1. What the E-rater Grades
The E-rater is “bot,” or a distant cousin of search engine spiders used to analyze and read web pages. The E-rater will read your essays and look for phrases that indicate competent reasoning.
The E-rater uses a stored database of hundreds of graded essays for each of the 280 essay questions. (This is part of the reason that GMAT essays haven’t changed in years; to do so would require re-programming the E-rater.) The E-rater has sample 1, 2, 3, 4, 5, and 6 score essays for each topic. The E-rater will evaluate your essay in terms of the stored essays in the database. If the essay you wrote resembles the stored “6” essays in the E-rater’s database, you will get that score. If your essay better resembles the “5’s” in the E-rater’s memory, you will get a “5” from the E-rater.
That is why it is so important to read our 20 sample essays. You will see how well-written arguments are structured, and you will learn the proper style necessary to impress both the E-rater and the human grader.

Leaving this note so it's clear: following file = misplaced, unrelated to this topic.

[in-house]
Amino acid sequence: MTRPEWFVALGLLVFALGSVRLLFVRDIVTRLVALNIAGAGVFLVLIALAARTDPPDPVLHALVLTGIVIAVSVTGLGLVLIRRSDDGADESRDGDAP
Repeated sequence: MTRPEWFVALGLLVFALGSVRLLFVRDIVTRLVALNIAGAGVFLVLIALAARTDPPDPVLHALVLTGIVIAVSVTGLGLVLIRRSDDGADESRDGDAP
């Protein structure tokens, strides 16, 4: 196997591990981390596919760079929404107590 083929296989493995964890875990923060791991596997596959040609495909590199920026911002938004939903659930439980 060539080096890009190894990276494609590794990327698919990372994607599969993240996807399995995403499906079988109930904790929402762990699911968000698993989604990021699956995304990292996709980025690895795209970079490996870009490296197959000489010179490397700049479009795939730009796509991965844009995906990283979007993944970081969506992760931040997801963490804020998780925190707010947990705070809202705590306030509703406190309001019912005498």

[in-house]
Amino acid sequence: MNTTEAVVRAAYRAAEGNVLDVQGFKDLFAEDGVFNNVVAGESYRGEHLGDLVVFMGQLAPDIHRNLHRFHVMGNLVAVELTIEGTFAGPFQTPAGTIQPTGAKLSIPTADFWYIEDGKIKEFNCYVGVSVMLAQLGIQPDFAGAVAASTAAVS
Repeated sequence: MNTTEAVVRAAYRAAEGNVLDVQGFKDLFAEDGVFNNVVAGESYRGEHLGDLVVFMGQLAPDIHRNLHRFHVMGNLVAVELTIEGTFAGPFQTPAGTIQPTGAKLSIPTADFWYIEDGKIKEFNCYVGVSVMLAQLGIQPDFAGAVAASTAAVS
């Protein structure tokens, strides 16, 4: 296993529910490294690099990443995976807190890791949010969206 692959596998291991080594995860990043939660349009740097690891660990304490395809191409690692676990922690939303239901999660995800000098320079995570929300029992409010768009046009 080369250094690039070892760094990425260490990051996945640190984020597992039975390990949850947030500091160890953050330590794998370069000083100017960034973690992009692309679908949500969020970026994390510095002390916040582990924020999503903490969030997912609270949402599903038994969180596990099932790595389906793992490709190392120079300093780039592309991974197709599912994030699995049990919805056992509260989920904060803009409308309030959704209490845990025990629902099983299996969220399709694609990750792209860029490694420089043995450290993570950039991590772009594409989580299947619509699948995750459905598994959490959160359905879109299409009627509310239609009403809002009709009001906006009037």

2. What the E-rater doesn’t grade
The E-rater cannot detect certain things, such as humor, spelling errors or grammar. It analyzes structure through using transitional phrases, paragraph changes, etc. It evaluates content through comparing your score to that of other students. If you have a brilliant argument that uses an unusual argument style, the E-rater will not detect it.
The E-rater does, however, detect spelling and grammar indirectly. If your transition phrases and logical identifiers (e.g., “therefore,” “for example”) are not properly spelled, the E-rater will not detect them. Since the E-rater uses the presence of such transitional phrases as an indicator of effective writing, you are indirectly penalized if they are not spelled correctly.